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Minn. regulators make way for state's biggest solar project

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Solar energy
Solar panel installation at the Red Wing Incinerator Friday, Aug. 2, 2013.
Jennifer Simonson/MPR News, File

The Minnesota Public Utilities Commission on Thursday determined that a 100-megawatt solar project should proceed to help Xcel Energy meet extra demand for electricity in the coming years.

The Geronimo Energy Aurora project, which will be built on 20 different sites next to Xcel substations, will give the state about eight times the solar energy output currently produced. One hundred megawatts is enough electricity to power about 20,000 homes, Geronimo officials said.

• More: Strong solar power demand outstripping Minnesota subsidy program

Renewable energy advocates lauded the decision.

"It's awesome," said Kevin Reuther, legal director for the Minnesota Center for Environmental Advocacy, which intervened in the case on behalf of several groups. "I think it's a signal of really good things that are on the horizon. This solar bid is going to really make a big difference in terms of supporting this growing industry here in Minnesota."

Reuther said the decision will give the solar industry a shot in the arm. He said it's gotten a slow start in the state, likely because of Minnesota's cold reputation. 

"People are moving in this direction," he said. 

Xcel officials had argued to regulators that extra power capacity was needed during peak times, such as during hot summer days when a lot of people are running their air conditioners. The company proposed meeting that demand by adding natural gas generators to already existing power plants.

But an administrative law judge who reviewed the case concluded that in this specific circumstance, Geronimo's solar project was a better deal for Xcel's rate payers than natural gas.

PUC members concluded that Xcel will need more capacity to ensure reliability and that both solar and natural gas projects should meet those needs. The specific natural gas project to move forward will be determined later.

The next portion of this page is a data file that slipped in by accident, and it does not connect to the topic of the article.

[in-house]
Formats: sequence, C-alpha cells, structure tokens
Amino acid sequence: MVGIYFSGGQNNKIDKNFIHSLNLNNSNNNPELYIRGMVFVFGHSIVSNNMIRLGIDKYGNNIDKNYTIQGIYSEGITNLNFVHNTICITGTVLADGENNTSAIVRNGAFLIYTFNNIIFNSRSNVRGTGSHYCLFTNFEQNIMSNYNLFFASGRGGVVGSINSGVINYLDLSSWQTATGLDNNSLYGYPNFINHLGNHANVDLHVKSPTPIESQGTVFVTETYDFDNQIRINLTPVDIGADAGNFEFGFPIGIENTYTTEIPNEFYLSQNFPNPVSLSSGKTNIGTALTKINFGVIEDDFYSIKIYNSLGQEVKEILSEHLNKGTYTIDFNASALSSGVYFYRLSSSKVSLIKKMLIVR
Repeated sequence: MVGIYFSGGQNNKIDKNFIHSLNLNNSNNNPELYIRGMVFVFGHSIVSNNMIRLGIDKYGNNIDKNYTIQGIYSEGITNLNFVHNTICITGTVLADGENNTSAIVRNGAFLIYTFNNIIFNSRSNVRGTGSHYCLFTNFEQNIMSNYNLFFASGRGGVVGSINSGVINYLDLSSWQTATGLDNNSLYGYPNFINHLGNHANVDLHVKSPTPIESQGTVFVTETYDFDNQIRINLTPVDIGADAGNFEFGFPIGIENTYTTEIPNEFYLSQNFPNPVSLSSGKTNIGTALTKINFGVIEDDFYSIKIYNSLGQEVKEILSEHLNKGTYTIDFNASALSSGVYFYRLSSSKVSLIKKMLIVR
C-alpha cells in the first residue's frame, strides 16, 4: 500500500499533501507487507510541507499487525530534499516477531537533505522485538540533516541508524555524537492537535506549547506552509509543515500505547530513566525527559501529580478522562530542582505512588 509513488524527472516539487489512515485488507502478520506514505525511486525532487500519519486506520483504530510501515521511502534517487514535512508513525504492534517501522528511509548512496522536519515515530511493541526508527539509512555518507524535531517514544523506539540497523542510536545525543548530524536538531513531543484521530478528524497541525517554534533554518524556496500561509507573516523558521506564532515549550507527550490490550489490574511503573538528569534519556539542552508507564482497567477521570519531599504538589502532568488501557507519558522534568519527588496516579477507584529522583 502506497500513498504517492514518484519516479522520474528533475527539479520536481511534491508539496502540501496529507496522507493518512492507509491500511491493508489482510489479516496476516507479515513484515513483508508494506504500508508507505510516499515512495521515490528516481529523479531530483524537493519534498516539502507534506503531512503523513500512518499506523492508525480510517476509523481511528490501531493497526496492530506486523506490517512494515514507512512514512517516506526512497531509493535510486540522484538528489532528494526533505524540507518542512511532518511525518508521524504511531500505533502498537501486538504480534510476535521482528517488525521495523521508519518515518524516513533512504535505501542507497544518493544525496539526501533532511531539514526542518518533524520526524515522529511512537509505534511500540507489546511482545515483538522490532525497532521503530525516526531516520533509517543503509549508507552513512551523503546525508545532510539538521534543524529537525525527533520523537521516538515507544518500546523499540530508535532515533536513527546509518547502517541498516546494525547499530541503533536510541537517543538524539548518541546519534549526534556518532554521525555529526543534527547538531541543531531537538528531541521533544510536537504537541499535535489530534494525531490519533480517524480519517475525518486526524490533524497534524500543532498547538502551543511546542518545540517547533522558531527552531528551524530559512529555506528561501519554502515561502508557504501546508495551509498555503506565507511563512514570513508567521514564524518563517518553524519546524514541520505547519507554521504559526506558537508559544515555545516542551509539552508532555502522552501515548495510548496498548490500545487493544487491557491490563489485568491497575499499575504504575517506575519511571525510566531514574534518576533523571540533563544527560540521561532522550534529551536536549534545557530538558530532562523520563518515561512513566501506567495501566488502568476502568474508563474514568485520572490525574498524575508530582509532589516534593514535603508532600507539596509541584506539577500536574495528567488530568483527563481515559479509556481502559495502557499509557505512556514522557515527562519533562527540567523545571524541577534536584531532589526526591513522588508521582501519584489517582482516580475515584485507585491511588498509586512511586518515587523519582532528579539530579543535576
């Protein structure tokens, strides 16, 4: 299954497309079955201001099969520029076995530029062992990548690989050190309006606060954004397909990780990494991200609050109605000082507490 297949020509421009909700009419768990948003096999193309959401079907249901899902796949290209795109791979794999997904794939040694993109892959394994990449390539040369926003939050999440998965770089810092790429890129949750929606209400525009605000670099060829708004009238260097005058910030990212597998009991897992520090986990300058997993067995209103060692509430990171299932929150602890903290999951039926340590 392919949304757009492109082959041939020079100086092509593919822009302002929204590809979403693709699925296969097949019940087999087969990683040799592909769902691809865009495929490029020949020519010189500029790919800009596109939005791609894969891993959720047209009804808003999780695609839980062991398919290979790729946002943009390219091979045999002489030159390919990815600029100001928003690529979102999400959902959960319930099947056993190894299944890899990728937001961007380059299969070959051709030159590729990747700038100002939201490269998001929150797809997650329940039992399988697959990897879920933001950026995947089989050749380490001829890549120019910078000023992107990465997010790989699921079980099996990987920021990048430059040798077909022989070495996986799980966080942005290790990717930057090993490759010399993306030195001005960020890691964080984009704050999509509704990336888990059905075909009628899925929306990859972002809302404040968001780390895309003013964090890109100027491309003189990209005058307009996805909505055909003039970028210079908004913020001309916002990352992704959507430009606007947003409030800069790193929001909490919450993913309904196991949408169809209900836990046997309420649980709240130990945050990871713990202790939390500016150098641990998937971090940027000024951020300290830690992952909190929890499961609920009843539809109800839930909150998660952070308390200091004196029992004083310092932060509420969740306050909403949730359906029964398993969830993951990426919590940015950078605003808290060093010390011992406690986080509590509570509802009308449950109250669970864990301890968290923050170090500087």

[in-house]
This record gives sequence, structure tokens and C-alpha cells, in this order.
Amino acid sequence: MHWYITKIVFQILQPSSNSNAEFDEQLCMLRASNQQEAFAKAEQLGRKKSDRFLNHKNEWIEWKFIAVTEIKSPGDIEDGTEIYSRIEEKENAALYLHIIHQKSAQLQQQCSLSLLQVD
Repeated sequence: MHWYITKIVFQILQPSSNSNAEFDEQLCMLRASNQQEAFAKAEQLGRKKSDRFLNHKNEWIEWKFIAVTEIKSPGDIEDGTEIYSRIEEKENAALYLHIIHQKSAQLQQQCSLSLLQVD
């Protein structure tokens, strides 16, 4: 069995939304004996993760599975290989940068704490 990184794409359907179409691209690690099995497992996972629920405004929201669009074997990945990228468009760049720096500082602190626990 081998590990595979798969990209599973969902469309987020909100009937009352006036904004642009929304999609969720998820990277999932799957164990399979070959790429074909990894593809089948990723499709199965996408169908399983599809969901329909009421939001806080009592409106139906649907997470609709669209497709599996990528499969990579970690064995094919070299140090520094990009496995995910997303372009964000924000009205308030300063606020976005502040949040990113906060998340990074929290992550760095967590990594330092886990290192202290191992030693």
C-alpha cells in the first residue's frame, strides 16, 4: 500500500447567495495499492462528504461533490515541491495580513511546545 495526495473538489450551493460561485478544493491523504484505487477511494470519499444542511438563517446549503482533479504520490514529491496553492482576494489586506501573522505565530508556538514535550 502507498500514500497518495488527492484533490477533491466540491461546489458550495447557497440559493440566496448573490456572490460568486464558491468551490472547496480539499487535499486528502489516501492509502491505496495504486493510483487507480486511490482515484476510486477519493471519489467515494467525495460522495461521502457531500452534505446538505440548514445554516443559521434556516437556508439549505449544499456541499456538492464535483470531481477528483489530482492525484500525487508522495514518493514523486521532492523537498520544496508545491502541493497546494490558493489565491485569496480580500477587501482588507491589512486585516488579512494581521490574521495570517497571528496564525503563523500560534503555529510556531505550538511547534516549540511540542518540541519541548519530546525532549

It's the first time solar has competed head-to-head with natural gas, and the PUC's decision demonstrates that solar can be as good or better in meeting the state's electricity needs, said Geronimo Vice President Betsy Engelking.

"It's an important decision," she said. "You can't make a blanket statement that solar is better than gas or solar is equal to gas, but it does actually show that we can bring non-conventional resources online like solar and like the wind that Xcel put on their system last summer and not be increasing costs to Minnesota consumers."

Engelking said the large solar installations will be placed throughout the state, which means cloudy weather over one installation won't sink the whole system. And transmission costs will be avoided by placing panels next to Xcel substations, she said. Construction would begin next year and be completed by the end of 2016.

Geronimo's project had not been part of Xcel's plans to fulfill a new state requirement for solar, but the project could end up accounting for a third of the 300 megawatts Xcel must produce by 2020. The new law also calls for smaller community arrays and panels on rooftops.

Xcel officials said they were happy the Public Utilities Commission acknowledged the need for more generation capacity and said they look forward to working with Geronimo on a power purchase agreement. 

"We think this is a good step in the process to help ensure that we have an adequate power supply for our customers," said Jim Alders, who directs regulatory issues for Xcel.

The commission was divided evenly between DFL and Republican appointees because the newest commissioner, Dan Lipschultz, recused himself. Commissioner Betsy Wergin, a former GOP state senator, had reservations about the decision and noted the commission still has to sign off on the project's details.

"The only part I'm really grateful for is that it does still give us the opportunity to closely scrutinize the [power purchase agreement] from Geronimo, because I don't think it's a clear pass. It's a clear pass if it's in the public interest," Wergin said.